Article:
In an exclusive interview with the VOR, Natalie Wahlberg who is an activist, an organizer and a spokesperson with the Occupy Chicago Movement in the US, said that Obama and Romney are two sides of the same coin. “They are both funded by corporate money and will never represent the needs of the 99%.” If Obama is re-elected for four more years, it will be the same as four more wars.

Robles : It looks like the elections are coming to a close pretty soon. What do you think about the candidates? Do you think Romney will do the same thing or even worse maybe? 

Wahlberg: Yes, Romney and his Bain Capital Company have outsourced jobs overseas, while under-employment and unemployment are running at record highs in the US. 

Near Chicago there is this company named Sensata, they’re based out of Freeport, Illinois, and they are actually one of the companies that is closing and the jobs are being shipped overseas. For more information on Sensata, check out their twitter feed at hash-tag Sensata. 

Robles: For the internal political and social situation in the United States for the common Americans it will be much worse with Romney, would you say or better? 

Wahlberg: I mean honestly, they’re two sides of the same coin. They are both funded by corporate money and will never represent the needs of the 99%. 

Robles: So you see no difference whatsoever? 

Wahlberg: No difference.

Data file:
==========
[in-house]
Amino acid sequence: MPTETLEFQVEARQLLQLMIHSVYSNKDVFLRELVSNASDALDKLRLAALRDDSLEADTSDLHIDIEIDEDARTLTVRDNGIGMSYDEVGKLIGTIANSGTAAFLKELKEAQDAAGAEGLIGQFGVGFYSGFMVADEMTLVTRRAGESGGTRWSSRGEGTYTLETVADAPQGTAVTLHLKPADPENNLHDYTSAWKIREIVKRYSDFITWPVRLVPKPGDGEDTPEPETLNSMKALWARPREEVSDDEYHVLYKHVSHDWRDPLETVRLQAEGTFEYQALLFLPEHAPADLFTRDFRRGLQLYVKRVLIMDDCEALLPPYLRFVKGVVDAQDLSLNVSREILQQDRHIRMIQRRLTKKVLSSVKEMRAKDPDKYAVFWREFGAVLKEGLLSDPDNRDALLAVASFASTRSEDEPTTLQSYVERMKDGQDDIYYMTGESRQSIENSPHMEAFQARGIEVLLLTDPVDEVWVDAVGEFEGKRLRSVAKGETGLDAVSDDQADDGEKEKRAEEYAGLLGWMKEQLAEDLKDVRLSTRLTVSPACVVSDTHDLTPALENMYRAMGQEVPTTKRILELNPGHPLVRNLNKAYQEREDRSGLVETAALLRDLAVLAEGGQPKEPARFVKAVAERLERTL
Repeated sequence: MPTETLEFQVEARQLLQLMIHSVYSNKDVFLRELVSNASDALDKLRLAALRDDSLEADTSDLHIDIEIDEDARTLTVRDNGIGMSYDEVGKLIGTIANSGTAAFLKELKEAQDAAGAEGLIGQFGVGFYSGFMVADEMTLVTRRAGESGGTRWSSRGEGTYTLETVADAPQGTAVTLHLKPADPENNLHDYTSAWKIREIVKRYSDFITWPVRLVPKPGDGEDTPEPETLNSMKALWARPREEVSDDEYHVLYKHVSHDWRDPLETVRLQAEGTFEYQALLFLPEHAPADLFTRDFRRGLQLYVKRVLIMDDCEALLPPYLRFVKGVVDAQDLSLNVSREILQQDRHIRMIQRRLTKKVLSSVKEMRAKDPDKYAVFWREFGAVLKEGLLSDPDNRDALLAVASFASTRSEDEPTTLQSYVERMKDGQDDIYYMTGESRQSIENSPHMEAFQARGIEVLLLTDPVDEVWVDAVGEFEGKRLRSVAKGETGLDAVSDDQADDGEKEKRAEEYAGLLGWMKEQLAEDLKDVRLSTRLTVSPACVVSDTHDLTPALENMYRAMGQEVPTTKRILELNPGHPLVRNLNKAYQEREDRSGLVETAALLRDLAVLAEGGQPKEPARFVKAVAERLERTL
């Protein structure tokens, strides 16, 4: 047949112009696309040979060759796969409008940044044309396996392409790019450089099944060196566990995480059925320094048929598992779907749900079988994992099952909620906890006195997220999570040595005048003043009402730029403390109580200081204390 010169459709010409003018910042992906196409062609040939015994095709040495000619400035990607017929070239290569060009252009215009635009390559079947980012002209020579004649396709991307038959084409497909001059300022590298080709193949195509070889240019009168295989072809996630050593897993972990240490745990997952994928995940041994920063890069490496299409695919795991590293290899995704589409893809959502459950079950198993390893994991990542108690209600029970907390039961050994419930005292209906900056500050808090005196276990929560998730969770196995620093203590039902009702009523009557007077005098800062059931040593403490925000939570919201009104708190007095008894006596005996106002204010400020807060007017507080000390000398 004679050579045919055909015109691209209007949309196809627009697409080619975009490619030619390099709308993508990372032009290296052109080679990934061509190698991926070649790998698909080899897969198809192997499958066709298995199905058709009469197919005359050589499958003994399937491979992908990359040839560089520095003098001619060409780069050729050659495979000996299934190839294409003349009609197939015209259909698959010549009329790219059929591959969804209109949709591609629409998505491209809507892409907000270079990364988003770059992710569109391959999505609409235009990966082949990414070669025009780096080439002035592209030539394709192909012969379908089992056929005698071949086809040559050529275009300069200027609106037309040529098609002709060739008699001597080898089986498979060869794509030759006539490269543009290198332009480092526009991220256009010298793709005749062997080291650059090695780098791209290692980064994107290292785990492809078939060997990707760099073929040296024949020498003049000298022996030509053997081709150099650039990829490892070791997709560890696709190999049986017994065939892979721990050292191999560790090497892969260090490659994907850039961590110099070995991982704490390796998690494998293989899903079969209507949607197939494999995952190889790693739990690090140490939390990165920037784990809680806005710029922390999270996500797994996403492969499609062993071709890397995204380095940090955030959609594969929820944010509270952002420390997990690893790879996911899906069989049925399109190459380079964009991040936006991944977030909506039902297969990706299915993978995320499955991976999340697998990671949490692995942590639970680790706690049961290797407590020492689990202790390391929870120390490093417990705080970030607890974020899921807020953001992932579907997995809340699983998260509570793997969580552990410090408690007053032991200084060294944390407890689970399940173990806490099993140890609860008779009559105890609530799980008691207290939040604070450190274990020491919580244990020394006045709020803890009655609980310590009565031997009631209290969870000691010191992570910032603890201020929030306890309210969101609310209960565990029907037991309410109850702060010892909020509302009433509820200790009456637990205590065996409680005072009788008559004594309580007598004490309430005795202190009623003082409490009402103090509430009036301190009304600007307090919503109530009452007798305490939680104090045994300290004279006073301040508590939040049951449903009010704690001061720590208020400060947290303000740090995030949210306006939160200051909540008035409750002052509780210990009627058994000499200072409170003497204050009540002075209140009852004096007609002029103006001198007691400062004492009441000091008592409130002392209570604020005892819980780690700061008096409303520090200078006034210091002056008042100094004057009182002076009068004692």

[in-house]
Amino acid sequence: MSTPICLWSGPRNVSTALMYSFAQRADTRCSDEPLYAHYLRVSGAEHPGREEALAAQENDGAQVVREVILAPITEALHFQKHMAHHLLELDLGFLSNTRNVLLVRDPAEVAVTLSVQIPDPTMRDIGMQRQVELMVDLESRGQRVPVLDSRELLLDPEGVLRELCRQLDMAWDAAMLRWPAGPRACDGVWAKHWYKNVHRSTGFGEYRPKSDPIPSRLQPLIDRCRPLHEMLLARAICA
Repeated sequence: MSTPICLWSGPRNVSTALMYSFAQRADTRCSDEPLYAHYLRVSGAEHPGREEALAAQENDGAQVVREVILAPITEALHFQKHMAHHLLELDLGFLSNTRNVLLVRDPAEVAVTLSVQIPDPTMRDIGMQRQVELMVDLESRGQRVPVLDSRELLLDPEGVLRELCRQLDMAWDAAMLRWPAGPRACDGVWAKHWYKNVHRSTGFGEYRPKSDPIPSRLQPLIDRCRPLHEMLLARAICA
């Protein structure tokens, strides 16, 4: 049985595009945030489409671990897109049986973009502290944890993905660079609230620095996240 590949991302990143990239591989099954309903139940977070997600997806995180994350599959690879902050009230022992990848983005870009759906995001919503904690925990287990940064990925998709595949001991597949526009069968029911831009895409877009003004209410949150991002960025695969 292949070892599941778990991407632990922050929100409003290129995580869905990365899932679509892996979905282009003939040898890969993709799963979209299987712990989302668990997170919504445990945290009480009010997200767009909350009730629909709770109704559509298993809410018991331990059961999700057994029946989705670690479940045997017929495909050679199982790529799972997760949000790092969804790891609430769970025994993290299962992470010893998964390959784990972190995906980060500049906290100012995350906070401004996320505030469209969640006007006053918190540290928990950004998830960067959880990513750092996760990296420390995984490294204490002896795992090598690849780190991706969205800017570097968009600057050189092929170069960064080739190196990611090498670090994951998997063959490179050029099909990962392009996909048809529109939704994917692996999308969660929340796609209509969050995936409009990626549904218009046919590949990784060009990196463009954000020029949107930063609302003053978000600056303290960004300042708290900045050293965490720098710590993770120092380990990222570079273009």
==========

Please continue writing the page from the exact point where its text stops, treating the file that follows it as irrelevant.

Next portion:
Robles: What about the Green Party? 

Wahlberg: That’s an impossibility given the corporate controlled politicalsystem but I think it is amazing and very interesting that Jill Stein herself and her running mate were jailed, shackled to metal chairs for 8 hours when they attempted to go to the debates. It shows what activists face, it shows people of color face! The intimidation and soiling by police department and the government. 

Robles: These were candidates for president and vice president. I mean normally they get secret service protection etc. 

Wahlberg: Exactly. But their voices, like the voices of the 99% are not recognized by Romney or Obama. 

Robles: What would you say that does to the American system in the eyes of the world? 

Wahlberg: Obviously the Obama administration comes out looking like complete hypocrites when we advocate with drones and bombs across the world trying to create democracy but the Obama administration doesn’t let a third party candidate be at a debate. 

Robles: How is it possible that in a so-called democracy candidates can be just barred from what should be public debate?